Coolest Toys from the Past, Present and Future

Check out our infographic about the last 100 years of toys...

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Please take a look at our new infographic, which encapsulates the most popular toys from past, present and beyond.

It has been a fascinating century for children, as innovation has brought about a hundred years’ worth of incredible toys. While kids in the 1920s had to be creative and crafty with their crayons, 21st century children now have robot pets such as Furbies that can talk and interact with them. Being in the business of children’s games, we’ve noticed a few interesting facts about toys and gender over time, and have compiled this information in our latest infographic. You may find that our findings change the way you shop for toys.

It’s no big secret that the toy industry has separated boys and girls into two distinct core markets. Most shops are still organised according to what girls and boys are respectively supposed to like and play with, even though many parents now deliberately avoid choosing stereotypically "girly" or "boyish" toys for their kids. But were toys always so divided? Having studied the most popular toys from the 1920s until now, we can see this was not always the case.

Popular toys at the beginning of the 20th century were, naturally, very different to the toys that were marketed to children during the 1950s until the verge of the millennium. Through our playful study, it became apparent that back in the 1920s and 1930s there wasn’t such an obvious gender gap between toys, and that the most popular toys were equally interesting and relevant to both boys and girls. Our taste in toys has changed from Crayola crayons in the 20s and the Slinky which made little boys and girls smile in 40s and is now coloured in the oh-so-familiar tones of girly pink and boyish blue, which were later applied by marketers to their most popular toys.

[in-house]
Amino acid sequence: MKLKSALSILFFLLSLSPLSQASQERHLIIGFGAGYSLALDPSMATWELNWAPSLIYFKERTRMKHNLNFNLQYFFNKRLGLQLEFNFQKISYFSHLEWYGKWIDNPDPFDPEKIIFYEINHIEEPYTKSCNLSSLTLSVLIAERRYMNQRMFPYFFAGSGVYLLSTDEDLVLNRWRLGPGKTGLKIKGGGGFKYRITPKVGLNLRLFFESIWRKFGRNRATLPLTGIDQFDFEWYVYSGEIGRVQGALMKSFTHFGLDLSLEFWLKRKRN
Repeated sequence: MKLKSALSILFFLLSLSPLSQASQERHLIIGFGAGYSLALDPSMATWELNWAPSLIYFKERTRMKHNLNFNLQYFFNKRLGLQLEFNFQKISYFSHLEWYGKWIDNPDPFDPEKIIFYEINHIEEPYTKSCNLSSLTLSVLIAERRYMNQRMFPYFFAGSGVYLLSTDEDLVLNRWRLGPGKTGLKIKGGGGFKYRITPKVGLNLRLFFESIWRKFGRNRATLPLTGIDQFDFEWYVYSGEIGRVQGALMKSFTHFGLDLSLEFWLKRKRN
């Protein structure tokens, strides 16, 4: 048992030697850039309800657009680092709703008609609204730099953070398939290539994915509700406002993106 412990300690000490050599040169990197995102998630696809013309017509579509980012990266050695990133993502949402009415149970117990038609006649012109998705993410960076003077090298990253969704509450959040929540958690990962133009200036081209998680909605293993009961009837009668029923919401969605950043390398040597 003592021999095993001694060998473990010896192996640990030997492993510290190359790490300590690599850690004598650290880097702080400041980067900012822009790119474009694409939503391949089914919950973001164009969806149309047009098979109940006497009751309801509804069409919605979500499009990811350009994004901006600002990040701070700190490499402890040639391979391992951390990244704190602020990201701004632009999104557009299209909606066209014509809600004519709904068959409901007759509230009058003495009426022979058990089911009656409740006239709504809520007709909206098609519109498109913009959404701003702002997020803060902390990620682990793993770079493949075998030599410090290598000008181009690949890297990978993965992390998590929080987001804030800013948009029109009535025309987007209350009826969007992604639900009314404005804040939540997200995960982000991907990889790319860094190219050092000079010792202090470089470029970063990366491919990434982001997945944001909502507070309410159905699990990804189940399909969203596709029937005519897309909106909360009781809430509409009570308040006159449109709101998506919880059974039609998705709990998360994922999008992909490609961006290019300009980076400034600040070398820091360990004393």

As the infographic “The Most Popular Toys from Past to Present and Beyond” created by MyGames4Girls suggests, there is a clear pattern that can be observed regarding the trends of gender-orientated toys versus neutral ones. From the baby boom of the 1950s onwards, the majority of the most popular toys have been specifically targeted at either boys or girls. This marketing trend dwindled in the late 1990s, making more room for toys that are attractive and interesting for both genders. Kids loved the Nintendo GameBoy and now they crave iPods and iPads, plus a host of other electronic toys, online games and apps.

So where will we go from here? We can only imagine what time has in store for future generations of boys and girls: self-glowing paint, real-life morphing suits, jet packs, virtual reality helmets? Trends come and go, but children will always play and we can’t wait to see which toys this century will produce for them - and for us all!